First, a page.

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Robert Grosseteste ( 1175 - 1253 )  Category ( Scientists ) [suggest a correction]

Robert Grosseteste, a bishop, philosopher, statesman, and scientist, was born in Stradbroke, Suffolk, England in 1175. Little is known to historians about his early life and his education. Some believe he began his training in liberal arts at Hereford because of his connection to the Bishop of Hereford. He is believed to have been a master by 1192 and most certainly held a position in the bishop's household. Between the death of the Bishop of Hereford and Grosseteste's position as a judge in Hereford in the early 1200s there is no record of his whereabouts.

By 1225, Grossteste, a deacon, had gained the benefice of Abbotsely in the diocese of Lincoln. He may also have begun teaching theology at Oxford or continued studying at the University of Paris. Historians remain divided on this point. He was definitely teaching by 1230. He lectured theology to Franciscans at Oxford. These lectures were collected and published as his Dicta. During this time, the Bishop of Lincoln appointed Grosseteste Archdeacon of Leicester. In 1232, he became ill and resigned his benefices of Abbotsely and Leicester, to the anger of his colleagues and friends.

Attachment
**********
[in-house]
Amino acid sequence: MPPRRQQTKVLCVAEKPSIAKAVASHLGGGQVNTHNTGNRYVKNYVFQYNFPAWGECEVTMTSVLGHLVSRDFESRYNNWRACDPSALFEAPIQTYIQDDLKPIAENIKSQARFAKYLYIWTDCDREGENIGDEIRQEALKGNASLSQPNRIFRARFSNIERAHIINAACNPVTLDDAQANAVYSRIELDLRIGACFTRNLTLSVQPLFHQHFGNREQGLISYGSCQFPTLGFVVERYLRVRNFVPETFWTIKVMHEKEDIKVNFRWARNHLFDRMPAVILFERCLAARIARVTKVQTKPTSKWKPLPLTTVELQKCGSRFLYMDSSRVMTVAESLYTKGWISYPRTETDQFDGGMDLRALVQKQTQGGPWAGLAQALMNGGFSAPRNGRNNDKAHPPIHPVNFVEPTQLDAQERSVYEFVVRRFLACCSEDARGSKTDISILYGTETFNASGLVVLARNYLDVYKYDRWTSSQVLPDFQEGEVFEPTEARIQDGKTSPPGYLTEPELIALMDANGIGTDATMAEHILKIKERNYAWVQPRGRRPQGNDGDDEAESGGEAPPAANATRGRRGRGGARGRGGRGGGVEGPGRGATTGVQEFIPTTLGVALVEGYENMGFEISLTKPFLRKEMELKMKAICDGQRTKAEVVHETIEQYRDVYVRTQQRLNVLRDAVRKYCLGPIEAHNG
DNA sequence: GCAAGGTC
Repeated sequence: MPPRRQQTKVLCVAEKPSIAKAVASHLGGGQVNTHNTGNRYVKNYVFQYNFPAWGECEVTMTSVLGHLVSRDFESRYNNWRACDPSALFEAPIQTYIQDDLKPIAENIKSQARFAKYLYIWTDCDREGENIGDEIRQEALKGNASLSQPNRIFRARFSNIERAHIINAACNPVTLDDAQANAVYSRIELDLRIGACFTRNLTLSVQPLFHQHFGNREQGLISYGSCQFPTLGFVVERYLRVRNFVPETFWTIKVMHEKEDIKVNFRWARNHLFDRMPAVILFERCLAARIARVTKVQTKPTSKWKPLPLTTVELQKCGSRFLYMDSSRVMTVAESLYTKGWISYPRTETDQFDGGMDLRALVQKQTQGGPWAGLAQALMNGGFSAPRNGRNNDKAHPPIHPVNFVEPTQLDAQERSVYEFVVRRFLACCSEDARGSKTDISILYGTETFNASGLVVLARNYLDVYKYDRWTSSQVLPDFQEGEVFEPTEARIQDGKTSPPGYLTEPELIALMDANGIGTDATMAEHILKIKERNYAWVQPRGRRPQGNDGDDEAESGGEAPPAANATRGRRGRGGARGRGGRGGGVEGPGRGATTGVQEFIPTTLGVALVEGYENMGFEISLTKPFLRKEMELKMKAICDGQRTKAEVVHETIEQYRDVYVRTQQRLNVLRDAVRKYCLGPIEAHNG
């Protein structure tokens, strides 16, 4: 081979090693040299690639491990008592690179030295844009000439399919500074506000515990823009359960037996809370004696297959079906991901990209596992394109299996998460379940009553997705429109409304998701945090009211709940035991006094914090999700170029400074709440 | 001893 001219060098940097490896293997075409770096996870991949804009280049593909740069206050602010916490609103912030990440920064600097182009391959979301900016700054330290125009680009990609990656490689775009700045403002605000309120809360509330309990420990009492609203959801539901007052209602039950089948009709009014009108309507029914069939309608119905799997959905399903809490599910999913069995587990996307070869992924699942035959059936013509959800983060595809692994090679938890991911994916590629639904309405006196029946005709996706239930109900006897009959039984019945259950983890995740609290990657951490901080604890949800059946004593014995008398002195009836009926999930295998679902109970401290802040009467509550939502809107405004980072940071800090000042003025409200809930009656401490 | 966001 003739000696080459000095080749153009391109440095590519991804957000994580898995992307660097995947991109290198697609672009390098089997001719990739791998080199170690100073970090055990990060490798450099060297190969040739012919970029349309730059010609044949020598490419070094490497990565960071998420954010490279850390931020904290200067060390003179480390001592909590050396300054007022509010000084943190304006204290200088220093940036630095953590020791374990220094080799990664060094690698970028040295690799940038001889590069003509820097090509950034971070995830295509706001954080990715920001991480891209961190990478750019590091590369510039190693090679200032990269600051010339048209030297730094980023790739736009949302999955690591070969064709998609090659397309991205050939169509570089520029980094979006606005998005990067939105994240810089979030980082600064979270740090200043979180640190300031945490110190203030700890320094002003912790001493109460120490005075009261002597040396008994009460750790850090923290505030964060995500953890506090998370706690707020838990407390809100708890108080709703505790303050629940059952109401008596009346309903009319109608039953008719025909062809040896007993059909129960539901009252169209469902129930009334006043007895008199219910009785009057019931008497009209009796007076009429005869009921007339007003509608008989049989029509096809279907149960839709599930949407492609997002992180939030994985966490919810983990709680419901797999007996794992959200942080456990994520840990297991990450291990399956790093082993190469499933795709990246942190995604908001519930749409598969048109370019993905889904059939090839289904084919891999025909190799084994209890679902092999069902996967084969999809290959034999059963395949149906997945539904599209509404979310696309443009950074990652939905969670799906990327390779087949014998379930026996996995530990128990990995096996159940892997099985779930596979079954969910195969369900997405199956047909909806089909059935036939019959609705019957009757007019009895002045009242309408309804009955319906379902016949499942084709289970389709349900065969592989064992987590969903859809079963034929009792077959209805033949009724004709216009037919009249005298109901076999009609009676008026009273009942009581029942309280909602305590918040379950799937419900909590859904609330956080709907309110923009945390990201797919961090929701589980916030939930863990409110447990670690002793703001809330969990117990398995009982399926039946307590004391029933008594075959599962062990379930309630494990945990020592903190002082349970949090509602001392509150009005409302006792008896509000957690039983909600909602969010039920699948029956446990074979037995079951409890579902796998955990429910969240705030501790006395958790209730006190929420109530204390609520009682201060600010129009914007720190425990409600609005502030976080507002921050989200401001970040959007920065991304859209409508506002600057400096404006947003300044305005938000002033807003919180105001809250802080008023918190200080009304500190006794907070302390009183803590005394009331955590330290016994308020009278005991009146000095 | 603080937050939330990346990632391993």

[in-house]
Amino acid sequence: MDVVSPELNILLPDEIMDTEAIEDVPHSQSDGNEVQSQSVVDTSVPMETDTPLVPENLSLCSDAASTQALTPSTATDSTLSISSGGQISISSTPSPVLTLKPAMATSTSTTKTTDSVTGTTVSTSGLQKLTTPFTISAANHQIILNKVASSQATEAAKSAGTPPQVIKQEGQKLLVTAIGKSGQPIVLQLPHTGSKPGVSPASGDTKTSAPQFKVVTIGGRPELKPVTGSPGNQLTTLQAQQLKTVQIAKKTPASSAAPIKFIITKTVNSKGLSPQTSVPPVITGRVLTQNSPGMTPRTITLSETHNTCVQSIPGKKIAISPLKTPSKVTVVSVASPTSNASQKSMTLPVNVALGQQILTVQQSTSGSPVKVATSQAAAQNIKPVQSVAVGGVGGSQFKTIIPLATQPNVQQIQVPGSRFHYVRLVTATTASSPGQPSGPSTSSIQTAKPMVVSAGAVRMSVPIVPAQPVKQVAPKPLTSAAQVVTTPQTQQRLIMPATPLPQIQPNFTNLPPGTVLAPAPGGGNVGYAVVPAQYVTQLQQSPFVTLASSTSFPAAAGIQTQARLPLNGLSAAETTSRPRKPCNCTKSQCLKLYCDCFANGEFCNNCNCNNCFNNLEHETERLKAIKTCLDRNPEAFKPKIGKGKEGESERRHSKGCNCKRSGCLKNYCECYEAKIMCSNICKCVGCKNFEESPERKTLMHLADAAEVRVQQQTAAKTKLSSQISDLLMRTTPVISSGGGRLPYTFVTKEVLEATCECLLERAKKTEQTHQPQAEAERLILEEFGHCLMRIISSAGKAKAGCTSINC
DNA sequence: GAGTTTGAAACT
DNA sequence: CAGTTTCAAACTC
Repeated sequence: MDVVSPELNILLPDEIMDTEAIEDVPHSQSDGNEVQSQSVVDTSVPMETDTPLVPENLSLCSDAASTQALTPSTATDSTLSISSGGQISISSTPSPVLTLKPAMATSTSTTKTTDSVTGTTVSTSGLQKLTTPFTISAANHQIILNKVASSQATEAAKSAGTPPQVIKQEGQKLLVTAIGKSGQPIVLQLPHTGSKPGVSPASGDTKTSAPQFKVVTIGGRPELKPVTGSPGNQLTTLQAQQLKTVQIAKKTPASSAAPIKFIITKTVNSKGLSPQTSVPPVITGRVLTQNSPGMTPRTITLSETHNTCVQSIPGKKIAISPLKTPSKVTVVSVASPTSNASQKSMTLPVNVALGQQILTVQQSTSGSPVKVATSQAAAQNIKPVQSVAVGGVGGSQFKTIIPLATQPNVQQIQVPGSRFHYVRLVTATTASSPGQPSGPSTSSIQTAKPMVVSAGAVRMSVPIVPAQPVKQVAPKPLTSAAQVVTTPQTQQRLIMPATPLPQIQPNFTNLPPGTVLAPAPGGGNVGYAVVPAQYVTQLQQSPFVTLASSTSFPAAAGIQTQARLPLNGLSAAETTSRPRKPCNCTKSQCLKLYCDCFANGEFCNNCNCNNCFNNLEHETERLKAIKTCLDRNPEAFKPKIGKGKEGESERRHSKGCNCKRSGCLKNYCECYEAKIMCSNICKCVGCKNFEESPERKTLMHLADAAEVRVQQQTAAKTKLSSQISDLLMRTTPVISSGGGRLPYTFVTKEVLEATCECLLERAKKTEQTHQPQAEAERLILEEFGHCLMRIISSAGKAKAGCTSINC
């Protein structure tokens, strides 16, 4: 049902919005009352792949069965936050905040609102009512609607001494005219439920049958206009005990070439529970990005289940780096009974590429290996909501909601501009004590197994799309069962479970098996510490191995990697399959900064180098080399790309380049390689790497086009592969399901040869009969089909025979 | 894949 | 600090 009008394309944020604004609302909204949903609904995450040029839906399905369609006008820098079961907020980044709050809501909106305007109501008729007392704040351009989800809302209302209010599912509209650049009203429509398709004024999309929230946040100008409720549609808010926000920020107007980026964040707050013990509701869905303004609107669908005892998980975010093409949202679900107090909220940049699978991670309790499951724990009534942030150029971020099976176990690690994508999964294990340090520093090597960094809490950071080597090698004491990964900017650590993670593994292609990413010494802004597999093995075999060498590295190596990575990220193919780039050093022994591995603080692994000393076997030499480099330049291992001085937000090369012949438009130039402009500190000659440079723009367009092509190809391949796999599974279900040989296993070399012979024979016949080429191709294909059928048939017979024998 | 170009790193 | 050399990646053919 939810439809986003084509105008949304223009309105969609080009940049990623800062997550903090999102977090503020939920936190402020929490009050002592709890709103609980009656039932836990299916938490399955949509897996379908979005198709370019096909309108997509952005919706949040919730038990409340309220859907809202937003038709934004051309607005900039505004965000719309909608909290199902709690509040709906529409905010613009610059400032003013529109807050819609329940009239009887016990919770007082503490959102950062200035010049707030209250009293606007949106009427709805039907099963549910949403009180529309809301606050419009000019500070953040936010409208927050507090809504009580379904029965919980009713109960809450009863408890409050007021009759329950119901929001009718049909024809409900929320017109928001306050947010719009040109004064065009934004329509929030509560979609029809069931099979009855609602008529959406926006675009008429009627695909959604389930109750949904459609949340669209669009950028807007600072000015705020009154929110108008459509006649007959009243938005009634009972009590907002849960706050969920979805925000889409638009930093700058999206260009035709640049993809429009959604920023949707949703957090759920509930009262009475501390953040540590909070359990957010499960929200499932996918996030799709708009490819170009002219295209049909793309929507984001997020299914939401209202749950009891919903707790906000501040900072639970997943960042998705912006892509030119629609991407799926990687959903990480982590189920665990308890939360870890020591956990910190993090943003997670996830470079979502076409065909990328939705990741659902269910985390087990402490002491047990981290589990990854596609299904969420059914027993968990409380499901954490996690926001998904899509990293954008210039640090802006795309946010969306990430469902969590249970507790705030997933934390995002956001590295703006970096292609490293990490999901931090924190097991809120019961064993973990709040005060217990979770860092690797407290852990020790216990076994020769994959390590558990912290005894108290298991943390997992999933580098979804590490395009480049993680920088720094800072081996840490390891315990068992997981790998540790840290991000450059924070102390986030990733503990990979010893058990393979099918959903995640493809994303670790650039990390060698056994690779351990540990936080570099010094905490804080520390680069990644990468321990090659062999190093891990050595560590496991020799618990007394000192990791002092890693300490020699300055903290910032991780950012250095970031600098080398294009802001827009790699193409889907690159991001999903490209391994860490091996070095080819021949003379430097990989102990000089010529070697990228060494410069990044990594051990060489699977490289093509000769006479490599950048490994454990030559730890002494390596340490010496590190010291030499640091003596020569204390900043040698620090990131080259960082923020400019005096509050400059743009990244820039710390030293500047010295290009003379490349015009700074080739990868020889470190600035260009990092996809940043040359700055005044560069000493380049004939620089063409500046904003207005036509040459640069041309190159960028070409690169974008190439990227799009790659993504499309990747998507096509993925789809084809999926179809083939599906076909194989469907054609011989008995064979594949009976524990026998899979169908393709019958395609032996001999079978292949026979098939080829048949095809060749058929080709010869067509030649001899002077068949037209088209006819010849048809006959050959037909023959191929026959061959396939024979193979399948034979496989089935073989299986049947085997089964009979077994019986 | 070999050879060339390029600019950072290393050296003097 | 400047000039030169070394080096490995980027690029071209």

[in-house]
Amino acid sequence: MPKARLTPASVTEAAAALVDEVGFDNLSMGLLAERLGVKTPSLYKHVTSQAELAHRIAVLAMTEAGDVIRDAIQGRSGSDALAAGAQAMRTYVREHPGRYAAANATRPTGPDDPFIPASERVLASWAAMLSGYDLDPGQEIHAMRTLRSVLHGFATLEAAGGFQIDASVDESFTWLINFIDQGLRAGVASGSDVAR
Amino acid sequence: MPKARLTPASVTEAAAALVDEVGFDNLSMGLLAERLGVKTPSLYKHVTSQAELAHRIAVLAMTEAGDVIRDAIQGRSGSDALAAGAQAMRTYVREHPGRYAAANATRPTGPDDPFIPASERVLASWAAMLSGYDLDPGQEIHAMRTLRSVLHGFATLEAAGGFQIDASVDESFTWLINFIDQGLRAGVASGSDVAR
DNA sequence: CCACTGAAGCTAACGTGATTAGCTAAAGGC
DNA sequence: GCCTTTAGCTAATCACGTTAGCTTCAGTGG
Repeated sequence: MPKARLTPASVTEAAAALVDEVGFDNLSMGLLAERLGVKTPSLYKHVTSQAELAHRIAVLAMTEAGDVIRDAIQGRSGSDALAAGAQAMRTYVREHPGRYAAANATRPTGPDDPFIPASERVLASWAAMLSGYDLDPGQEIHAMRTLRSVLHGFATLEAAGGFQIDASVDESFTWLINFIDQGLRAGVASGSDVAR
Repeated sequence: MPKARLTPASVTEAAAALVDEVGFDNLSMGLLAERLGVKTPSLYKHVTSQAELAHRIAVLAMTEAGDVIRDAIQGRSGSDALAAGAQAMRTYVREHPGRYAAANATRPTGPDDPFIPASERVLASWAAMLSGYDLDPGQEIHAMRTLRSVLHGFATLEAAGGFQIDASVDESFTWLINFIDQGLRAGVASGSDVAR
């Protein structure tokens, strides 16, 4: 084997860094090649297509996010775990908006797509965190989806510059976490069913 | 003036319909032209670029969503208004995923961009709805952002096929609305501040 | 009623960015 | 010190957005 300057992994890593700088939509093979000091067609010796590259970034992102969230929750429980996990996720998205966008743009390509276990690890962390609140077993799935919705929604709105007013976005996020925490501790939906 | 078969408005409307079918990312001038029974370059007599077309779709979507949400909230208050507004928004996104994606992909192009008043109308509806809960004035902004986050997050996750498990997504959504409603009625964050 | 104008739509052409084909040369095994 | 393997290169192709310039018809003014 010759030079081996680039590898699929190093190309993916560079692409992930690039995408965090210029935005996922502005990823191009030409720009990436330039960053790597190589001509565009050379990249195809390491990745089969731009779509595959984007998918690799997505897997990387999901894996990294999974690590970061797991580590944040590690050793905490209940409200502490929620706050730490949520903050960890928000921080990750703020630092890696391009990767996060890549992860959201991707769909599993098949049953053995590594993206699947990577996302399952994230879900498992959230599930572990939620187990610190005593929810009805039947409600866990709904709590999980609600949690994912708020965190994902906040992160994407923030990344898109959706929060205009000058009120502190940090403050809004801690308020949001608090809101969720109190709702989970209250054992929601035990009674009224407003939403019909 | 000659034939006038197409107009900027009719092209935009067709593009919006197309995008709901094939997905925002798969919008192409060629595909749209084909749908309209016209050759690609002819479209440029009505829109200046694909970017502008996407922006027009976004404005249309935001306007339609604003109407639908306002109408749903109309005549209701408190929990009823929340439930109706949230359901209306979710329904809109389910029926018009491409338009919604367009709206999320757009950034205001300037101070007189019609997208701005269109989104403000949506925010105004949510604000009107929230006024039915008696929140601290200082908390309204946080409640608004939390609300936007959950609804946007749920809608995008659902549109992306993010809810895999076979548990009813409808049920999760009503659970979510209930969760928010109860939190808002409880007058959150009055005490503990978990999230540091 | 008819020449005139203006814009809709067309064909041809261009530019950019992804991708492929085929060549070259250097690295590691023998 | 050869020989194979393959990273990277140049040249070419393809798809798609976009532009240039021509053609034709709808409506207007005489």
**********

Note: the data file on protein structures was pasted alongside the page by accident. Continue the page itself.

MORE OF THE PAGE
Grossteste became the Bishop of Lincoln in 1235. The canons of Lincoln elected him as a compromise between two sides. As bishop, he instituted several changes including an expansion of visitations to all deaneries, which upset many people.

Always interested in reform, Grossteste wanted to make changes to the balance of power between church and state and between the English church and the papacy. This often brought him in to conflict with Henry III, the pope, and other religious leaders. In one example, Grossteste protested a papal mandate that the English clergy must pay Henry III a portion of their revenue to fund a holy crusade. He wrote an angry letter to the pope indicating his belief that the papacy can only command that which is in line with Christ's teachings.

In his time away from ecclesiastical duties, Grossteste worked on scientific pursuits. He is considered the first mathematician and physicist of medieval Europe and the first to lay out the scientific method, a logical and systematic approach for studying the natural world. He published works on astronomy, light, tides, mathematics, and rainbows. He also read the works of and wrote on Aristotle. He understood and agreed with Aristotle's ideas on dual scientific reasoning and the subordination of the sciences.

Grosseteste died on October 9, 1253. He left a legacy of ecclesiastical reform, but also of scientific thinking.

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Description : Robert Grosseteste (1168-1253)
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